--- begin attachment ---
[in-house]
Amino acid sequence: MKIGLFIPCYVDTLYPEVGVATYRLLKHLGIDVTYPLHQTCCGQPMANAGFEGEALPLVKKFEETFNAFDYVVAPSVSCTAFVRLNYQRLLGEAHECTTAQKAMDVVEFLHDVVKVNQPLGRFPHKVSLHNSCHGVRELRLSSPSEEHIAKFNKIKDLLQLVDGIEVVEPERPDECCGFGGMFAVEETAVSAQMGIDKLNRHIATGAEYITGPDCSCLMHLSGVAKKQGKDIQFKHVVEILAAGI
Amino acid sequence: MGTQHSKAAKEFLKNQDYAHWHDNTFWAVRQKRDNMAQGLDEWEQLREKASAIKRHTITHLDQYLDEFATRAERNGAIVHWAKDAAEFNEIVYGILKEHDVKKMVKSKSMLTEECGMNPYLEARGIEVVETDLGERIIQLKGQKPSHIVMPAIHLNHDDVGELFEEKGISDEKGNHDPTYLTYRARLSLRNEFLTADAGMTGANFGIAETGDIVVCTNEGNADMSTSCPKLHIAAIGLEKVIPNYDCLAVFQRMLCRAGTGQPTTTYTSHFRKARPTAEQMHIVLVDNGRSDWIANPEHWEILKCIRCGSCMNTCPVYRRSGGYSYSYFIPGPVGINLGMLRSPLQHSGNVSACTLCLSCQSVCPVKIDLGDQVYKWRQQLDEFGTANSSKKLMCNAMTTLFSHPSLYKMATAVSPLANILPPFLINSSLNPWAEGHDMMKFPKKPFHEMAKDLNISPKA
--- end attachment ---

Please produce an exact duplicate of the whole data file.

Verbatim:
[in-house]
Amino acid sequence: MKIGLFIPCYVDTLYPEVGVATYRLLKHLGIDVTYPLHQTCCGQPMANAGFEGEALPLVKKFEETFNAFDYVVAPSVSCTAFVRLNYQRLLGEAHECTTAQKAMDVVEFLHDVVKVNQPLGRFPHKVSLHNSCHGVRELRLSSPSEEHIAKFNKIKDLLQLVDGIEVVEPERPDECCGFGGMFAVEETAVSAQMGIDKLNRHIATGAEYITGPDCSCLMHLSGVAKKQGKDIQFKHVVEILAAGI
Amino acid sequence: MGTQHSKAAKEFLKNQDYAHWHDNTFWAVRQKRDNMAQGLDEWEQLREKASAIKRHTITHLDQYLDEFATRAERNGAIVHWAKDAAEFNEIVYGILKEHDVKKMVKSKSMLTEECGMNPYLEARGIEVVETDLGERIIQLKGQKPSHIVMPAIHLNHDDVGELFEEKGISDEKGNHDPTYLTYRARLSLRNEFLTADAGMTGANFGIAETGDIVVCTNEGNADMSTSCPKLHIAAIGLEKVIPNYDCLAVFQRMLCRAGTGQPTTTYTSHFRKARPTAEQMHIVLVDNGRSDWIANPEHWEILKCIRCGSCMNTCPVYRRSGGYSYSYFIPGPVGINLGMLRSPLQHSGNVSACTLCLSCQSVCPVKIDLGDQVYKWRQQLDEFGTANSSKKLMCNAMTTLFSHPSLYKMATAVSPLANILPPFLINSSLNPWAEGHDMMKFPKKPFHEMAKDLNISPKA